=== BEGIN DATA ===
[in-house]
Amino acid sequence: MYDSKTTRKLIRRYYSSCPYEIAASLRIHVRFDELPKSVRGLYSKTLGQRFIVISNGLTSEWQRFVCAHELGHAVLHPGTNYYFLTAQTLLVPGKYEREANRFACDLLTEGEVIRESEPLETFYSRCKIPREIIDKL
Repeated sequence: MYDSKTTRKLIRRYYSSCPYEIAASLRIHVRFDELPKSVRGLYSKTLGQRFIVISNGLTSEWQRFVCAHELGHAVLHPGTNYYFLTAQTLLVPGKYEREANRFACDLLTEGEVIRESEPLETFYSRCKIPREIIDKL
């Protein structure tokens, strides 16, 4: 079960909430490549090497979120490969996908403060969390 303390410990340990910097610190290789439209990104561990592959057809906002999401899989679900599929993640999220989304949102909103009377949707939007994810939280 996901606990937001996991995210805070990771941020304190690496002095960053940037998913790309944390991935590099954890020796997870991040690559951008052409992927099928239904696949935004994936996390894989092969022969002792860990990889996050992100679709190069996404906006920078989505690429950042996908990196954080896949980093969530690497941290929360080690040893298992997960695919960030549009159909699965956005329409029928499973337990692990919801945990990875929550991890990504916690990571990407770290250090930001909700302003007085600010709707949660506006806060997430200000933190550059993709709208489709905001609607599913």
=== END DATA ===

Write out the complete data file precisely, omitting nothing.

[in-house]
Amino acid sequence: MYDSKTTRKLIRRYYSSCPYEIAASLRIHVRFDELPKSVRGLYSKTLGQRFIVISNGLTSEWQRFVCAHELGHAVLHPGTNYYFLTAQTLLVPGKYEREANRFACDLLTEGEVIRESEPLETFYSRCKIPREIIDKL
Repeated sequence: MYDSKTTRKLIRRYYSSCPYEIAASLRIHVRFDELPKSVRGLYSKTLGQRFIVISNGLTSEWQRFVCAHELGHAVLHPGTNYYFLTAQTLLVPGKYEREANRFACDLLTEGEVIRESEPLETFYSRCKIPREIIDKL
């Protein structure tokens, strides 16, 4: 079960909430490549090497979120490969996908403060969390 303390410990340990910097610190290789439209990104561990592959057809906002999401899989679900599929993640999220989304949102909103009377949707939007994810939280 996901606990937001996991995210805070990771941020304190690496002095960053940037998913790309944390991935590099954890020796997870991040690559951008052409992927099928239904696949935004994936996390894989092969022969002792860990990889996050992100679709190069996404906006920078989505690429950042996908990196954080896949980093969530690497941290929360080690040893298992997960695919960030549009159909699965956005329409029928499973337990692990919801945990990875929550991890990504916690990571990407770290250090930001909700302003007085600010709707949660506006806060997430200000933190550059993709709208489709905001609607599913």